There has been no response from Japan to Moon's proposal for resuming talks during his speech to mark Liberation Day, Aug. 15. This is mainly because the two countries are still poles apart on the issue of compensation for Koreans who were forced to work for Japanese companies during Japan's 1910-45 occupation of Korea. Seoul says the October 2018 Supreme Court ruling that ordered Japanese firms to compensate the Korean plaintiffs must be implemented, but Tokyo has refused to adhere to the ruling and insists that the 1965 treaty resolved all compensation issues.

"Suga is likely to respond favorably to South Korean efforts at repairing economic and security ties, if Seoul moves first on closing the gap between domestic court rulings and existing international agreements," Easley added.

Despite the ongoing row over historical issues, some insiders suggest the need for Korean policymakers to adopt a more forward-looking approach to Japan with the view that it is in Korea's interests to be good friends with Japan amid the complex geopolitical situation involving the U.S, China and North Korea.

"It is South Korea that will suffer most by disregarding Japan, which is a very important partner," a diplomatic source told The Korea Times. "The deterioration of Korea-Japan relations affects our relations with the U.S. as well as China in a very negative way. The worsening of bilateral relations damages both countries, but we are the one more negatively affected. We need a stern response to what Japan is doing wrong. But to tackle our geopolitical reality, we need a cool-headed approach to advance our national interest."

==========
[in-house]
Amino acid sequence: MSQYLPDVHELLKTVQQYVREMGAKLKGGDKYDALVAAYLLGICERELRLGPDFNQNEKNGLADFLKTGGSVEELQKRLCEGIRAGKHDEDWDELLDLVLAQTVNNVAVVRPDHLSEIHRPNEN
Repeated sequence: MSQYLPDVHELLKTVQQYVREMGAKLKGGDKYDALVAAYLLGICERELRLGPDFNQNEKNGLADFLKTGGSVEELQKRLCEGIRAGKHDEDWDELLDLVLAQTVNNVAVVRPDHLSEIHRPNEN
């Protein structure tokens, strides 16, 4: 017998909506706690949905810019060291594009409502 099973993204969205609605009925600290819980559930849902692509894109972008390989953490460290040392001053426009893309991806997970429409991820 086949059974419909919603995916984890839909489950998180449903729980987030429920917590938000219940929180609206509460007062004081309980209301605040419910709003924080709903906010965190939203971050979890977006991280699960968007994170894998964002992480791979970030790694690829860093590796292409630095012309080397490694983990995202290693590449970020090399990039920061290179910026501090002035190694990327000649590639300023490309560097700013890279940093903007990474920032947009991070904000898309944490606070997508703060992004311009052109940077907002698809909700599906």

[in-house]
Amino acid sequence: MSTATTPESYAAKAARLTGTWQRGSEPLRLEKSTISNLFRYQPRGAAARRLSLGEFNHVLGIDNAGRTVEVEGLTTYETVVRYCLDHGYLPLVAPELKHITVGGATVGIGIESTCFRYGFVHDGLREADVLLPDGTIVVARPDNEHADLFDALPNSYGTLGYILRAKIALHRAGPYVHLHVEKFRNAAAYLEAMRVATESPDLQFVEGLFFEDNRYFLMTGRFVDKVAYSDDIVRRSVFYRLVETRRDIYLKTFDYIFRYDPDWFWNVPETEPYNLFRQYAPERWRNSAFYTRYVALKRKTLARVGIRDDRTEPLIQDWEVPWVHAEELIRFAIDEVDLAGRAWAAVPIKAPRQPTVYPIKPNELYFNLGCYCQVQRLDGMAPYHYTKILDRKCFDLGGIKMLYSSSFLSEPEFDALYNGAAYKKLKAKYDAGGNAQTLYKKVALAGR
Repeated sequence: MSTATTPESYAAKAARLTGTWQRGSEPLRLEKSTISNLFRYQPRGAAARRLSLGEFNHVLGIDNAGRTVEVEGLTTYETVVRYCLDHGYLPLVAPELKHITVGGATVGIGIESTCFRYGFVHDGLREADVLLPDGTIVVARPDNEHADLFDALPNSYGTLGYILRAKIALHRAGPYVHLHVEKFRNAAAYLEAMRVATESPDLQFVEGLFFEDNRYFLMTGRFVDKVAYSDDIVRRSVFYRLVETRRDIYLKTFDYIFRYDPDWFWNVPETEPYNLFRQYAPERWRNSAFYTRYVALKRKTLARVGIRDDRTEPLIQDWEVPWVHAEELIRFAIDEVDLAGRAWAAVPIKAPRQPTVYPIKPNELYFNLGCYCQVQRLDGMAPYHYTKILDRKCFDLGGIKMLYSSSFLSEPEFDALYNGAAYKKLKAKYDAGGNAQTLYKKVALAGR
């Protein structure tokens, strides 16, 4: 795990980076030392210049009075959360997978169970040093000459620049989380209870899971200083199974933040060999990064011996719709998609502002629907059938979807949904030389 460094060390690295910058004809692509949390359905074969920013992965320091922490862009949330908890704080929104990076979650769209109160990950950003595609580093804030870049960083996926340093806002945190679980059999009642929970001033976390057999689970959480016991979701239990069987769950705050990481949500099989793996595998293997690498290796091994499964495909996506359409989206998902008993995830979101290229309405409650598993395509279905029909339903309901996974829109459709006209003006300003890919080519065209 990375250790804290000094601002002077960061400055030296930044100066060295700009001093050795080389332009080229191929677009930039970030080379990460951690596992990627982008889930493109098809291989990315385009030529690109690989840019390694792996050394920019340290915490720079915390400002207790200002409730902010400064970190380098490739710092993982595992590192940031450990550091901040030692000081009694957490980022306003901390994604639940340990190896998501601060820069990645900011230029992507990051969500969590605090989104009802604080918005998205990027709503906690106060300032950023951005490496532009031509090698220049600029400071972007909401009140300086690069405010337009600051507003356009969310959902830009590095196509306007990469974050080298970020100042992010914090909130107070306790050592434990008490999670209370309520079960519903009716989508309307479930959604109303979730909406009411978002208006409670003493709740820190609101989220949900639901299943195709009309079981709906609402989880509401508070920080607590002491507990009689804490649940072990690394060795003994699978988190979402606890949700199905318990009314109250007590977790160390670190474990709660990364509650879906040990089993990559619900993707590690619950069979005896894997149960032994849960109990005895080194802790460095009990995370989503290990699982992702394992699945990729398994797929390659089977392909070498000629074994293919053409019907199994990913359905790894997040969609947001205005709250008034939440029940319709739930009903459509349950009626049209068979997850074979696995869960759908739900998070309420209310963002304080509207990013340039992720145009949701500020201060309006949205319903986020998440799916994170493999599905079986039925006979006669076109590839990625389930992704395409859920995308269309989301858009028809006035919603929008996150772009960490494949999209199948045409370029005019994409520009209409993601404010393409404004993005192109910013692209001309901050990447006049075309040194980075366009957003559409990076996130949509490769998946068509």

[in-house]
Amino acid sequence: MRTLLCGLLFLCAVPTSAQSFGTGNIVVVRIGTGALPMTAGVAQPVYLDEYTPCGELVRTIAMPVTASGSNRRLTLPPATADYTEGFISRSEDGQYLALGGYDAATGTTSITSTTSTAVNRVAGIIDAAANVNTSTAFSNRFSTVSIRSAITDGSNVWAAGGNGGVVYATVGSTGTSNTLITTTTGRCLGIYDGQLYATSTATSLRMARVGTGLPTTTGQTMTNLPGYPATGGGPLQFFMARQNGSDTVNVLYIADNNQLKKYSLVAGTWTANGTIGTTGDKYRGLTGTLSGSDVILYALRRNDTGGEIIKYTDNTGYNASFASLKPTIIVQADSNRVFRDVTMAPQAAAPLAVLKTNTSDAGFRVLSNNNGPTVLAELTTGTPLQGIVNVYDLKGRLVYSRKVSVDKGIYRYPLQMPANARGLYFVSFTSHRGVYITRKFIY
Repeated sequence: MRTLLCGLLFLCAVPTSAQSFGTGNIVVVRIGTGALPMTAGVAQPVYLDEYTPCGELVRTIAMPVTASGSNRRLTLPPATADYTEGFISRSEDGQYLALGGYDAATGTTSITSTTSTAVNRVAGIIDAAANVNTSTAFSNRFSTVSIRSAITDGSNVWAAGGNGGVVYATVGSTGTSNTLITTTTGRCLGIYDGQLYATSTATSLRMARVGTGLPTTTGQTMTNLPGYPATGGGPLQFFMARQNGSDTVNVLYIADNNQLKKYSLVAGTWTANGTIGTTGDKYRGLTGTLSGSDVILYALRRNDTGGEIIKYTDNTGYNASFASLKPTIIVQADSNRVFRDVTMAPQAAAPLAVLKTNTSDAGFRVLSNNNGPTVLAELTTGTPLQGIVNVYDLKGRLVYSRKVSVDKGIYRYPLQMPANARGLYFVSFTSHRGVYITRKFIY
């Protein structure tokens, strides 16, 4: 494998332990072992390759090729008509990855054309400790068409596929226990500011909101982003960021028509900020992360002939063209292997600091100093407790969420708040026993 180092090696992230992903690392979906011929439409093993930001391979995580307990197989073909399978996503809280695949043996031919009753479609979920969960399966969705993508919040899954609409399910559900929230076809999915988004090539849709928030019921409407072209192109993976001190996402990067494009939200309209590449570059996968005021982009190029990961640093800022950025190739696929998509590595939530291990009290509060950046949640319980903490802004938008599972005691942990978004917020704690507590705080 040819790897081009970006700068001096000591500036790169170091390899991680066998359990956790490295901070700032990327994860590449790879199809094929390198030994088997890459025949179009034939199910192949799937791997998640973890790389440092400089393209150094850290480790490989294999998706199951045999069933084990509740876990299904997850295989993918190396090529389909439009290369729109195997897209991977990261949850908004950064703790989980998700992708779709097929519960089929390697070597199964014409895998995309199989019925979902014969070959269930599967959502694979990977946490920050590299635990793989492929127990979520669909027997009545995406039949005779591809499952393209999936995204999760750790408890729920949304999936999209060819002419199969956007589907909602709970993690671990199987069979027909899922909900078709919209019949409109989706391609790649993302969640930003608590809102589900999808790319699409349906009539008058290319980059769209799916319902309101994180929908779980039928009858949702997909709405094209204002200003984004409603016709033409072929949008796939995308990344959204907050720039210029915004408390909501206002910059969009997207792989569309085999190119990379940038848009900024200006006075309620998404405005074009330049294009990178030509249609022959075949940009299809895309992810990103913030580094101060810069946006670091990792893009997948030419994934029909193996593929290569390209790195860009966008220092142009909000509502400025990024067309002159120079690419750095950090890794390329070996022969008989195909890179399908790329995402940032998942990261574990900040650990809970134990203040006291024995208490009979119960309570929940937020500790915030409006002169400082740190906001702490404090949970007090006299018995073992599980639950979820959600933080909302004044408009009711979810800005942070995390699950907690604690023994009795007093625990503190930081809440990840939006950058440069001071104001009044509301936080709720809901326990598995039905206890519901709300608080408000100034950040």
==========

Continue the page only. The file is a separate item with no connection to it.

Newly elected head of Liberal Democratic Party Yoshihide Suga poses for photos following his press conference at its headquarters after the party's leadership election in Tokyo Monday, Sept. 14. AP-Yonhap
Newly elected head of Liberal Democratic Party Yoshihide Suga poses for photos following his press conference at its headquarters after the party's leadership election in Tokyo Monday, Sept. 14. AP-Yonhap

By Do Je-hae

Questions are being asked as to whether the leadership change in Japan this week will provide a significant impetus for improving bilateral relations between Korea and Japan, following Yoshihide Suga's election as ruling Liberal Democratic Party (LDP) leader, Monday.

But prospects appear dim for any visible change in the strained Seoul-Tokyo ties, which under outgoing Prime Minister Shinzo Abe plummeted to their worst levels since the 1965 normalization of diplomatic relations.

The prime minister-designate has announced that he will inherit Abe's foreign policies. Regarding relations with South Korea, he has repeated Abe's position that the 1965 treaty, under which Japan claims a complete and final settlement of colonial era-related reparations, must be the basis of bilateral relations.

With negative prospects for South Korea-Japan ties even under a new leadership in Tokyo, experts are underlining the need for Seoul to take the initiative in restoring bilateral trust. For this, they say one of the first things it must do is to clear the uncertainty over a bilateral military information sharing pact, the General Security of Military Information Agreement (GSOMIA), signed in 2016.